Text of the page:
ROAR: “Russia is neither with the West nor with Iran”
Iranian President Mahmud Ahmadinejad’s recent statements distorted Moscow’s objective approach to Tehran’s nuclear program, the Russian Foreign Ministry said on July 26. Ahmadinejad last week accused Russia of joining the US in spreading lies about Iran’s activities in the nuclear sphere. He also described President Dmitry Medvedev as “spokesman” for the “enemies of Iran.”
Ahmadinejad said Russia panders to the Western countries in attempts to isolate the Islamic republic by saying that Iran is getting closer to being able to develop nuclear weapons. Meanwhile, the Western states are planning to attack two Arab countries in the region, he added.
Moscow’s “independent and constructive line” aims to find a political and diplomatic settlement of the problem, the Russian Foreign Ministry said, calling Ahmadinejad’s statements “unacceptable.”
“Instead of engaging in fruitless and irresponsible rhetoric, the Iranian leadership should have taken concrete and constructive steps to settle the situation as soon as possible,” the ministry said. It added that Russia supported dialogue between Iran, Brazil and Turkey and counts on an early resumption of talks between Tehran and six world powers, the statement read.
Many foreign ministers of European Union countries believe that new EU sanctions will finally “persuade Tehran to take the talks with the six international intermediaries seriously,” Rossiyskaya Gazeta said. However, some of them are more skeptical, the paper noted. “And it is not ruled out that the consequences of Iranian’s response may be more painful for Europe’s economy.”
“The EU has never imposed such tough restrictions against Iran or any other country,” the daily said, adding that the country’s oil and gas sectors may suffer most.
The new round of “the conflict between Iran and the rest of the world” started on June 10 when the UN Security Council adopted its resolution, the paper said. Then Washington approved its unilateral sanctions.
“The EU also promised to follow the USA’s example, but its bureaucratic machine proved to be more complicated,” the daily said. Now the whole package of EU sanctions starts on July 27.
The Iranian leadership’s “inaction and an open unwillingness for a constructive dialogue” has left supporters of the talks that rule out sanctions without arguments, the paper said. But Tehran is still continuing to criticize other countries, it added.
Moreover, Iran may close its accounts in banks of the states that joined the sanctions, the paper said. It concerns first of all European banks. “There will be no catastrophe, but a tangible strike will be dealt to the stability of European bank system,” the paper noted.
Iran has promised to consider any country that “joins the US scenario” as its enemy, the daily said. “That means that not only the US and the EU member states, but also Russia and China, which supported sanctions in the Security Council, have become enemies for Ahmadinejad,” it said.
But the sanctions will not make Iran stronger, as its leader says, the daily noted. “Otherwise, why did Tehran summon a meeting in Istanbul of the foreign ministers of Iran, Turkey and Brazil two days before their EU counterparts met?” the paper asked. And the next day, Iranian’s foreign minister Manouchehr Mottaki said his country was ready to discuss the nuclear fuel swap deal.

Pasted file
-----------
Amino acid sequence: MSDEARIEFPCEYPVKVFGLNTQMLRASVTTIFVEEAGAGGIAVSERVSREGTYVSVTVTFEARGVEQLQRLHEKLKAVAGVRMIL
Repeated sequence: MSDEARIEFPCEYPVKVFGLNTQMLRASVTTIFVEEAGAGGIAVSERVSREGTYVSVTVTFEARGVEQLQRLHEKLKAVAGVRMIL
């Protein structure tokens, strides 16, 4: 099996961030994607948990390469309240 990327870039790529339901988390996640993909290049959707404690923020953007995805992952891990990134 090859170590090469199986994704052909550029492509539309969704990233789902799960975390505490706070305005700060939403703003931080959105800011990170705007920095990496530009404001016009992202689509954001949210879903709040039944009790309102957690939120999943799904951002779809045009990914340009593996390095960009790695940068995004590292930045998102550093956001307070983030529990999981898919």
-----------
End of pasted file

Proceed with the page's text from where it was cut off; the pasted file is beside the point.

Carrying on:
However, the US, EU, Russia and China are waiting for “clear answers from Iran rather than readiness to start everything from the beginning,” the paper concluded.
Russia’s position has not been “clear” in this issue for a long time, but new sanctions may be advantageous for it, believes Konstantin Simonov, director general of the National Energy Security Fund.
Moscow does not have any large-scale plans in Iran, Simionov told Finam FM radio. “I think our position towards that country lacks foresight. We support sanctions, but we are doing it somehow cunningly, and Western countries are not satisfied with our soft approach,” he said.
At the same time, Iran is discontented with “Russia’s pressure,” the analyst said. “It seems that we are not with the West. But we are not with Iran either because it presents a threat to us as a country that can compete with Russia on the European gas market.”
Russia’s task is to think how it could “block Iran as a competitor,” Simonov noted. “I think tougher sanctions are more advantageous for Russia.”
Meanwhile, former CIA director Michael Hayden has said that bombing Iran’s nuclear facilities “might not be the worst” option for the US. He described the possible attack as “inexorable” because the Iranians “continue to move forward.”
“If the Iranian leadership actually wants to come to an agreement, then it is Barack Obama’s administration that presents a window of opportunity to it,” believes Dmitry Trenin, director of the Carnegie Moscow Center. However, “a hand extended to Iran a year and a half ago is continuing to hang in the air, and an unpleasant scenario of a forceful action becomes quite real,” he told Kommersant daily.
Tehran on July 26 said it was ready to return to negotiations on a nuclear fuel swap. But its proposal to realize the initiative agreed on May 17 by Iran, Turkey and Brazil is unlikely to change the situation, the paper said. The world powers do not consider it “a fundamental means of solving the Iranian nuclear problem,” the paper said.
Russian Opinion and Analysis Review, RT